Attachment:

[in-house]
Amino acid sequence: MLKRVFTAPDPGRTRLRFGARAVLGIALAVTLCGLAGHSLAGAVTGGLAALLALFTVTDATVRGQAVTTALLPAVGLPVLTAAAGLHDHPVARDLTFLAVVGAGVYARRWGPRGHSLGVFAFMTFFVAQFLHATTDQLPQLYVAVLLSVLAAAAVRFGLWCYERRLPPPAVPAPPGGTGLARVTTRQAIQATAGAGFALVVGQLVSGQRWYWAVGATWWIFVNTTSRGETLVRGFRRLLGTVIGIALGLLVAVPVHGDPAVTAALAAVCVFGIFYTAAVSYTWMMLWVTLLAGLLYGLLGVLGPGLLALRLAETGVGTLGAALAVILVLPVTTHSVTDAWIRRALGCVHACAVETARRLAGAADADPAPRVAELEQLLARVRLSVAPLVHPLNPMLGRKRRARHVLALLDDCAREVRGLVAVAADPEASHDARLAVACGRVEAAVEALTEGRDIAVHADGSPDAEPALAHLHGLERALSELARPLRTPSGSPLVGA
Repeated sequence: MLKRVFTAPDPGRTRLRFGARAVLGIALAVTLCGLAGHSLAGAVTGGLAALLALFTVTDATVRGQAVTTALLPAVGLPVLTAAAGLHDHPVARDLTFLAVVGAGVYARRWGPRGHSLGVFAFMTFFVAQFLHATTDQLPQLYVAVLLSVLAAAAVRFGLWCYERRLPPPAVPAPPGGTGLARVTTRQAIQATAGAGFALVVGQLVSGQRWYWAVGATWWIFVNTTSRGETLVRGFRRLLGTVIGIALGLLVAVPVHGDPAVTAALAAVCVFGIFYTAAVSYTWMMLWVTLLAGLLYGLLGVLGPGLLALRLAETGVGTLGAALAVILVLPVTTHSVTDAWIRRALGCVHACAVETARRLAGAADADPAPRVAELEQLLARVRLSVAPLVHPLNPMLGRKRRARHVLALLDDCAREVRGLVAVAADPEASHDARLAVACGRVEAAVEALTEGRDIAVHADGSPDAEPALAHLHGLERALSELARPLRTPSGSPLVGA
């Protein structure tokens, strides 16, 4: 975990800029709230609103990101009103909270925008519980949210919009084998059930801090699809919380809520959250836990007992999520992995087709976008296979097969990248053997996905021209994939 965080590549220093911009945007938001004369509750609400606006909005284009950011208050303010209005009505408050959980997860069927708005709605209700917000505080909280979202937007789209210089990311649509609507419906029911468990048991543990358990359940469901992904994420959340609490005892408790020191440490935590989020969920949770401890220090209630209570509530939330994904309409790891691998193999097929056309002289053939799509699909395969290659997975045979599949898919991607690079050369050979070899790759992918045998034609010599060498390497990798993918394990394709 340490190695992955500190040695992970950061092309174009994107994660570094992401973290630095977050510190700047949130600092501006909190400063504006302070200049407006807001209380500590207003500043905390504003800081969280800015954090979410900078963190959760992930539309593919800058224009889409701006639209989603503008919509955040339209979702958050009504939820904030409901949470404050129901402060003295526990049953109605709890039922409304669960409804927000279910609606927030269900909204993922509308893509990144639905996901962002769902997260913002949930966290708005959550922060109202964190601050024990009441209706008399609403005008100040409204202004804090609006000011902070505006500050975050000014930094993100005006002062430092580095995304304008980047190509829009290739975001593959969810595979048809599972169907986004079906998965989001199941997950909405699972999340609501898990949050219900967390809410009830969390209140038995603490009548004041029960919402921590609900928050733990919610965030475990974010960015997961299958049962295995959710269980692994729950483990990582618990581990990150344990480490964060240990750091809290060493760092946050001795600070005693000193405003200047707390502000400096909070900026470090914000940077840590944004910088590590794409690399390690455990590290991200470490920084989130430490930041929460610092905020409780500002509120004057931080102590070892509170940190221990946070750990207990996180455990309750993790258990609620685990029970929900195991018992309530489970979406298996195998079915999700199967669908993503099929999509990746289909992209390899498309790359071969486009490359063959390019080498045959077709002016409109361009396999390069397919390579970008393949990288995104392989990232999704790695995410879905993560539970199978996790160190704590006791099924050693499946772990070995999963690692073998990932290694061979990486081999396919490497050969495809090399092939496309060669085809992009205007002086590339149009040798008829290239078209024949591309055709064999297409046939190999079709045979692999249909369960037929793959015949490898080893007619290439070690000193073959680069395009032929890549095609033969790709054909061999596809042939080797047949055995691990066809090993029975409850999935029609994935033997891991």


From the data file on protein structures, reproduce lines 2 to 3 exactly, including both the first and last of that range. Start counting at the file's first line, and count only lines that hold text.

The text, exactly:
Amino acid sequence: MLKRVFTAPDPGRTRLRFGARAVLGIALAVTLCGLAGHSLAGAVTGGLAALLALFTVTDATVRGQAVTTALLPAVGLPVLTAAAGLHDHPVARDLTFLAVVGAGVYARRWGPRGHSLGVFAFMTFFVAQFLHATTDQLPQLYVAVLLSVLAAAAVRFGLWCYERRLPPPAVPAPPGGTGLARVTTRQAIQATAGAGFALVVGQLVSGQRWYWAVGATWWIFVNTTSRGETLVRGFRRLLGTVIGIALGLLVAVPVHGDPAVTAALAAVCVFGIFYTAAVSYTWMMLWVTLLAGLLYGLLGVLGPGLLALRLAETGVGTLGAALAVILVLPVTTHSVTDAWIRRALGCVHACAVETARRLAGAADADPAPRVAELEQLLARVRLSVAPLVHPLNPMLGRKRRARHVLALLDDCAREVRGLVAVAADPEASHDARLAVACGRVEAAVEALTEGRDIAVHADGSPDAEPALAHLHGLERALSELARPLRTPSGSPLVGA
Repeated sequence: MLKRVFTAPDPGRTRLRFGARAVLGIALAVTLCGLAGHSLAGAVTGGLAALLALFTVTDATVRGQAVTTALLPAVGLPVLTAAAGLHDHPVARDLTFLAVVGAGVYARRWGPRGHSLGVFAFMTFFVAQFLHATTDQLPQLYVAVLLSVLAAAAVRFGLWCYERRLPPPAVPAPPGGTGLARVTTRQAIQATAGAGFALVVGQLVSGQRWYWAVGATWWIFVNTTSRGETLVRGFRRLLGTVIGIALGLLVAVPVHGDPAVTAALAAVCVFGIFYTAAVSYTWMMLWVTLLAGLLYGLLGVLGPGLLALRLAETGVGTLGAALAVILVLPVTTHSVTDAWIRRALGCVHACAVETARRLAGAADADPAPRVAELEQLLARVRLSVAPLVHPLNPMLGRKRRARHVLALLDDCAREVRGLVAVAADPEASHDARLAVACGRVEAAVEALTEGRDIAVHADGSPDAEPALAHLHGLERALSELARPLRTPSGSPLVGA